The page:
STEM is a curriculum based on the idea of educating students in science, technology, engineering and mathematics in an interdisciplinary and applied approach. It causes students to think critically and independently figuring out solutions for research projects. Right here at Portland High School, students in the newly formed STEM club are gaining valuable experience which their instructors are hopeful will benefit them beyond high school.
Of course to complete these projects, students need supplies readily available. Those interested in supporting the STEM club can either give monetarily as an official eco-supporter through FundingFactory, or by dropping off toner and inkjet printer cartridges at the school during normal business hours. Media Specialist Michelle Gilliam is hoping their fundraising efforts will pay off and give students the opportunity to both finish existing projects and to take on other new exciting ones.
“The STEM Club is new for us. We don’t have the funds yet, but we know we’re going to need some supplies,” Gilliam said.
Based on past, present and future projects, Gilliam sees good things ahead for the club.
“We have some kids working on the Verizon app. Challenge. They’re working on one for safe driving. We also have some that are going to finish the plastic bottle greenhouse from last year,” she explained.
Gilliam is the one in charge of writing grants when the club is in need of something. She has an active role with STEM as the students come to the library to do their research.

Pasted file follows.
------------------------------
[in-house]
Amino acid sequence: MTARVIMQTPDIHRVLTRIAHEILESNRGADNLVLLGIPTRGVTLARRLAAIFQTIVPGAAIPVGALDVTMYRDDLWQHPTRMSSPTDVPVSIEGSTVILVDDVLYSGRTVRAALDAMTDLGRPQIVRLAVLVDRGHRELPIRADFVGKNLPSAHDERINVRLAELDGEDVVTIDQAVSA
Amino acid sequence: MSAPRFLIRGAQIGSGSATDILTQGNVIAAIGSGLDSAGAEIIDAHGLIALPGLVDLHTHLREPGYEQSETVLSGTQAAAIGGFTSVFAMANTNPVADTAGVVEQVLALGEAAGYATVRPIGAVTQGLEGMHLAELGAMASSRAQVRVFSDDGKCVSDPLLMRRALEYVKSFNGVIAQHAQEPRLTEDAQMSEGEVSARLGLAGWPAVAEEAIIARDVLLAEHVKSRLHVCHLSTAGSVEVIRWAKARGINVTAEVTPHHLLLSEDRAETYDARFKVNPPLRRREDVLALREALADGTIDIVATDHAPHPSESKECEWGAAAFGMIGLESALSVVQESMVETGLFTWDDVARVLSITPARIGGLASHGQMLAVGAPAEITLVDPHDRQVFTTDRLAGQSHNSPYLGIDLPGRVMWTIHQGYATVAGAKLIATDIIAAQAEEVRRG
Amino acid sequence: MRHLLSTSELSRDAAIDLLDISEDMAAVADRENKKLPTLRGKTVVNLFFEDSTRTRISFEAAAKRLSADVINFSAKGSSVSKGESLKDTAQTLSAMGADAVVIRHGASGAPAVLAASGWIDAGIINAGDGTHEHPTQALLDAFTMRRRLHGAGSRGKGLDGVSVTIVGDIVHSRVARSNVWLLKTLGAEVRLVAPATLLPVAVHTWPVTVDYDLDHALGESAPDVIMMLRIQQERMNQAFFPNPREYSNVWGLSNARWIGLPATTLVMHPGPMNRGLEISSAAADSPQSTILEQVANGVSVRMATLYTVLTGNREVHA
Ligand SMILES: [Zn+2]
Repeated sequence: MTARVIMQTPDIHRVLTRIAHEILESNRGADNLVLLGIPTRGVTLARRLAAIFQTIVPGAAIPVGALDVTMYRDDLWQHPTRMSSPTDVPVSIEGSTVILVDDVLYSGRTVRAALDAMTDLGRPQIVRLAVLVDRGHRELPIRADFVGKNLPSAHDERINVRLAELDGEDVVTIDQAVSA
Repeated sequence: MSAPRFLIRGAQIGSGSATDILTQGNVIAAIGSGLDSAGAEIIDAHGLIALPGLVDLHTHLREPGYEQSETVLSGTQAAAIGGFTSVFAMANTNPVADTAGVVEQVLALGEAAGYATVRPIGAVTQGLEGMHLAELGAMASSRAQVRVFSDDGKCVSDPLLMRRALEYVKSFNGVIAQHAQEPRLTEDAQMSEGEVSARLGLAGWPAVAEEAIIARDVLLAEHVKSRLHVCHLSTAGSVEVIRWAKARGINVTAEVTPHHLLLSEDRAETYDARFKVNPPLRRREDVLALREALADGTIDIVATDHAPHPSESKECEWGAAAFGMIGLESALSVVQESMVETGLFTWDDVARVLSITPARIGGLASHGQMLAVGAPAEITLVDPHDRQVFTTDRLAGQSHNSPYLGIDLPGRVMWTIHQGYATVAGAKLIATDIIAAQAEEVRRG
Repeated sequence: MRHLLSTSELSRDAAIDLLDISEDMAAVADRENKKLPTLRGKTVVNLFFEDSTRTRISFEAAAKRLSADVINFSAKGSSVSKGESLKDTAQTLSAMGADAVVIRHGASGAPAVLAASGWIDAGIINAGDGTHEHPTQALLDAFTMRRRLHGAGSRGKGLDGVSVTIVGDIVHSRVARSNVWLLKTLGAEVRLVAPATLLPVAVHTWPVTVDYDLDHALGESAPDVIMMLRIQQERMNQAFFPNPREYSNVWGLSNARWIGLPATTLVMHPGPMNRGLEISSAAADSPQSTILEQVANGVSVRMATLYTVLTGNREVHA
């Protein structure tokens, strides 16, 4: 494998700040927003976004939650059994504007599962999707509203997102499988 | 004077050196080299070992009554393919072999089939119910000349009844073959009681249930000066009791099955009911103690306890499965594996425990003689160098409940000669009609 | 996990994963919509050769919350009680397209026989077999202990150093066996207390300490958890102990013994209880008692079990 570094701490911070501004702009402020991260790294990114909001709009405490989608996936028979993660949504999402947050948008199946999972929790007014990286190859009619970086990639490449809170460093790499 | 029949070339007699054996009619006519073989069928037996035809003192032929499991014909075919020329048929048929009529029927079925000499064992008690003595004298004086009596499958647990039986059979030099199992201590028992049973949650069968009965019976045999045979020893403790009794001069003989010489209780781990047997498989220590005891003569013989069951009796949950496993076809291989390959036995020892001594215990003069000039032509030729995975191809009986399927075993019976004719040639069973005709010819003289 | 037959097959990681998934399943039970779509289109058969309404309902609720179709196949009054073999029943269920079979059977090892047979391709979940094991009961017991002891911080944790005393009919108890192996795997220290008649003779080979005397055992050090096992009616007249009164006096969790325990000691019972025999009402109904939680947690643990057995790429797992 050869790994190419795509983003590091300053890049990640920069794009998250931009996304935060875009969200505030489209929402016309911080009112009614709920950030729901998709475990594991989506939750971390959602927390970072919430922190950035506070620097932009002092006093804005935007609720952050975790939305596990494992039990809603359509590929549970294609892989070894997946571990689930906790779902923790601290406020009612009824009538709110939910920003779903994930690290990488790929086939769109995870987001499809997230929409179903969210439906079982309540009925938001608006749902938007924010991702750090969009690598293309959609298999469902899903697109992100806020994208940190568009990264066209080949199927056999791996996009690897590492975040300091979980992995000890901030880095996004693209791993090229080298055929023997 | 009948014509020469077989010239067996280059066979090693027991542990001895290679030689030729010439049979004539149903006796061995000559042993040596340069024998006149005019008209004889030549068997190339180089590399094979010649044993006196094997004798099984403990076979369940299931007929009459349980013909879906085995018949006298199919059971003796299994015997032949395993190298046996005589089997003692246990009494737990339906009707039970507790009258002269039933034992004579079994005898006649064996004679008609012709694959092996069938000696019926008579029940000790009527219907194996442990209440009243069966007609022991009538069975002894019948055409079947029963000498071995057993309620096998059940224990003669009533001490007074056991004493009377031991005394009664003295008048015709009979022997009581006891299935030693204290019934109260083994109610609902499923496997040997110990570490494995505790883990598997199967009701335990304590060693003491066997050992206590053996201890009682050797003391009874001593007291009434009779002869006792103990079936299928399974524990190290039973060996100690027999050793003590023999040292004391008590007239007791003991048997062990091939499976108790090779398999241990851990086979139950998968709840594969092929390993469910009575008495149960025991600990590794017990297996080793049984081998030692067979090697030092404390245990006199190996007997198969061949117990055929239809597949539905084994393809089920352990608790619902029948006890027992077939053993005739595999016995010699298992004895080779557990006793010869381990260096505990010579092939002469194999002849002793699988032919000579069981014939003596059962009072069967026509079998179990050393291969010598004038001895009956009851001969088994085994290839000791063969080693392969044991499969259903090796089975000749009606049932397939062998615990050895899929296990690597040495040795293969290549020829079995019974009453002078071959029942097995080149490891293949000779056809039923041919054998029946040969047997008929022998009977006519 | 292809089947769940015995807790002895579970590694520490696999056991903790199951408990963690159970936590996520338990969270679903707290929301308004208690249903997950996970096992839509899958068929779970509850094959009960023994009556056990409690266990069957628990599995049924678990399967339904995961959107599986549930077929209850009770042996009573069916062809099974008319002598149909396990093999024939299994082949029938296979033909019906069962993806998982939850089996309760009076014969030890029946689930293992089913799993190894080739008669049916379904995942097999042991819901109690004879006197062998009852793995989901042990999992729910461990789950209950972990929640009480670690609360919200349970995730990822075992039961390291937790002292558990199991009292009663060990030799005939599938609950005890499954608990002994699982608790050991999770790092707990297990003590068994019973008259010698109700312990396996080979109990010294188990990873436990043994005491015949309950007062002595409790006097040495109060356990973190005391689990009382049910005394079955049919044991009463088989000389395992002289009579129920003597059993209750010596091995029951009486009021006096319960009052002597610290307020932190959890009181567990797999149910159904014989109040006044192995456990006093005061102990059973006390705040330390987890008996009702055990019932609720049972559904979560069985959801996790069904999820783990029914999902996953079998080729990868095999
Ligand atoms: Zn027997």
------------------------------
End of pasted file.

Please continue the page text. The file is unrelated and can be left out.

“We’ve written a grant and we’re hoping to make assistive devices for special education students. For instance, if someone needs a grabber or they have a deformed arm and they are unable to hold their paper to cut, they are in need of a device to hold the paper when it cuts. We don’t know what supplies we need for this just yet, but if we have some funds sitting in the STEM account, it would be there for whatever they need to get,” she added.
The projects don’t stop there, however.
“We have a group working on a solar panel. A long-term goal would be to do lighting in a chicken coop, where they study egg production, lighting, and they will need to figure out the amount of lights to get. The solar panels, app. Challenge, the greenhouse and compound machine are all things that are going to happen,” Gilliam explained.
Students form their own ideas and do the necessary critical thinking to solve problems and create solutions.
“STEM is pretty much a project based hands-on learning process. We feel that these projects will help them when they leave the school. It’s a great way for them to learn problem solving. We let them figure it all out,” she added.
“With the greenhouse, we let them figure out how to grow food for the entire year, how to put the bottles together, how many go in each row, how to insulate, and how to use doors, etc. We ask them “why” they do what they do. They have to do the research.”
Gilliam is joined by Julie Coots, (lead STEM educator and science teacher), Ginny West (health and science teacher), Brad Kirkham (Ag Science teacher), Tehra Lynn (Math), Heather Smartt (also Math).
“Anyone who wants to be involved with the STEM team is more than welcome to get involved,” she encouraged.
The first goal for the STEM club is to get over 50 eco-supporters, and they are hoping to raise at least $1,000.
To help the STEM club or to ask further questions, Michelle can be reached at 615-325-9201 or firstname.lastname@example.org. Donations can be made by coming by PHS or through the funding website www.fundingfactory.com/goal/PHS.